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Title: Interview with Multiple (November 4, 1975)
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Permanent Link: http://ufdc.ufl.edu/UF00006825/00001
 Material Information
Title: Interview with Multiple (November 4, 1975)
Physical Description: Book
Language: English
Publication Date: November 4, 1975
 Subjects
Subject: Urban Lumbee
 Notes
Funding: This text has been transcribed from an audio or video oral history. Digitization was funded by a gift from Caleb J. and Michele B. Grimes.
 Record Information
Bibliographic ID: UF00006825
Volume ID: VID00001
Source Institution: Samuel Proctor Oral History Program, Department of History, University of Florida
Holding Location: This interview is part of the 'Urban Lumbee' collection of interviews held by the Samuel Proctor Oral History Program of the Department of History at the University of Florida
Rights Management: All rights reserved by the source institution and holding location.
Resource Identifier: UL 19

Table of Contents
    Copyright
        Copyright
    Interview
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COPYRIGHT NOTICE


This Oral History is copyrighted by the Interviewee
and the Samuel Proctor Oral History Program on
behalf of the Board of Trustees of the University of
Florida.

Copyright, 2005, University of Florida.
All rights, reserved.

This oral history may be used for research,
instruction, and private study under the provisions
of Fair Use. Fair Use is a provision of United States
Copyright Law (United States Code, Title 17, section
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materials under certain conditions.
Fair use limts the amount of material that may be
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For all other permissions and requests, contact the
SAMUEL PROCTOR ORAL HISTORY PROGRAM at
the University of Florida








LUM 206A

INTERVIEWER: Lew Barton

INTERVIEWEE: Commissioner Brantley Blue
Mrs. Helen Shierbeck

November 4, 1974



I: This is November 4, 1974. I am Lew Barton recording for the University

of Florida's History Department's American Indian Oral History Program,

in office of Commissioner Brantley Blue of the United States Indian

Claims Commission, and very shortly we want to get together with him

and Mrs. Helen Shierbeck, and do a three-way interview. We're recording,

of course, for the University of Florida's History Department's American

Indian Oral History Program. Commissioner Blue, we're so appreciative

of this time that you're giving us for this interview, you and Mrs.

Shierbec. How've you been doing?

B: Well, Lew, I've been doing better than I deserve. That's what I

always tell people when they ask me how I've been doing, because I

honestly feel that I've been doing better than I deserve.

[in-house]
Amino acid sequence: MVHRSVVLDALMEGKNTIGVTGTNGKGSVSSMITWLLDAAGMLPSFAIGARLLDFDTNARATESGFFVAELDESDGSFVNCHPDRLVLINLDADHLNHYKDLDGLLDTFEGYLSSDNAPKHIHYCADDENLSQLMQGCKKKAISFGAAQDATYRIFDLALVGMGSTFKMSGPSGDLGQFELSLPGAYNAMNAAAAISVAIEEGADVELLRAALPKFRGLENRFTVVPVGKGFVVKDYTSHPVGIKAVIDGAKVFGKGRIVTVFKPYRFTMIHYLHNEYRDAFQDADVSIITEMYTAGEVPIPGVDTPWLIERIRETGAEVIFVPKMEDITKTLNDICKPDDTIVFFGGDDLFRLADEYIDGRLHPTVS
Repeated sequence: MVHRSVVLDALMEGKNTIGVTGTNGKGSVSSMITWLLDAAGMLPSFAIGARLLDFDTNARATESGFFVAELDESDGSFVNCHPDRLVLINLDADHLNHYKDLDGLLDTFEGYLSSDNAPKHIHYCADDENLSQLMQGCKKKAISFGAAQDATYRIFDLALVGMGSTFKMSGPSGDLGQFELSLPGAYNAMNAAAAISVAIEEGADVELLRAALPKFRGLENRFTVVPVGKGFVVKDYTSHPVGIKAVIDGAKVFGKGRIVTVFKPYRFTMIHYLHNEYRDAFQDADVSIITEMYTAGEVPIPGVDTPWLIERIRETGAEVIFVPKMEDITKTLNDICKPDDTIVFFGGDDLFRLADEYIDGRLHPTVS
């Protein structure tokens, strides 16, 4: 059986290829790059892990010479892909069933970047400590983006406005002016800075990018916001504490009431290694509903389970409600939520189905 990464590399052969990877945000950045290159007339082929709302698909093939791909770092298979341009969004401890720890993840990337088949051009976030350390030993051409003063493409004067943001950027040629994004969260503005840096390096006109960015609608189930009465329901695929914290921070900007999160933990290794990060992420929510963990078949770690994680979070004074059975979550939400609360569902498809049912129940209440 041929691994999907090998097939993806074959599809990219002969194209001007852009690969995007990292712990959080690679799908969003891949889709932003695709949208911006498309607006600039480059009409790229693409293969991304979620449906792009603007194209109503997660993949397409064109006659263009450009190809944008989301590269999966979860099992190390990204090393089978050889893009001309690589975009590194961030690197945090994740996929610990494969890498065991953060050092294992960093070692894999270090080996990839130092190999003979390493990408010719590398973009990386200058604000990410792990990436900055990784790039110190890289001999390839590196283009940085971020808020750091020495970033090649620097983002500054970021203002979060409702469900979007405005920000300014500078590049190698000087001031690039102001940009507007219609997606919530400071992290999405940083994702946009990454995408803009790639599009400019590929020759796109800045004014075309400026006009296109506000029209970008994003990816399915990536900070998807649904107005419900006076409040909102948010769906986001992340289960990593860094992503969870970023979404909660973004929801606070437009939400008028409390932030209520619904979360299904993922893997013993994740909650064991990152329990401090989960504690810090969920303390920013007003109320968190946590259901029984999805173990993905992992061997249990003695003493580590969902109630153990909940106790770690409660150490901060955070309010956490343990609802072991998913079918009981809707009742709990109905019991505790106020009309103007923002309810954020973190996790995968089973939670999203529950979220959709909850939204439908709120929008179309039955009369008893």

I: Good Lord, .

B: I've scratched up further than I've been entitled to scratch, I

reckon.

I: Well, I don't know about that, Brantley. In order to be a little

more informal I'm going to call you Brantley. May I call you?

B: Oh, of course.

I: Mrs. Shierbedk, you are here with us, and we don't...
I'
B: ]Why don't you give her first name so people will know who you're

talking to.

I: Right.

B: Helen Maynard Shierbeck.

I: Right. Be sure to get both those names in there. You're so kind








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to give us an interview and we're going to sit here, just the three,

you and the Commissioner and I, and talk very informally. Let's talk

with the tape recorder going between us. You have been such an inspira-

tion to our people as well as the Commissioner, and we're all so very

proud of you. You don't know how proud. She ought to tell us some-

thing about her family background. Don't you think she should give us

some biographical information here?

B: Yes, certainly.

S: Well, I'm very happy to, to be a part of the interview this morning,

Mr. Barton, because no matter how far away I am from Pembroke, North

Carolina, all of my heart is still in that area.

I: Right.

S: And of course I was born like most of the Lumbees in Robeson County,

North Carolina, in the town of Pembroke. And my father and mother were

Mr. Lacy W. Maynard and Mrs. Sally Rebels Maynard, and I went to school

in Pembroke through the sixth grade, and I went to Pembroke Elementary

School. And I was one of those lucky students that had Miss Mary Sharp

for a teacher, and Miss Sharp saw a number of young Lumbee students,

not just in my generation but a little earlier, and she always kept

them in her grade for two or three years to make sure that they had

a good command of English, a good command of math...

I: Right.

S: ...and a good command of reading.

I: You've certainly got that. You certainly, you're very articulate.

B: One of the best.








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I: Right.

S: Then after Pembroke Elementary my father sent me to Pennsylvania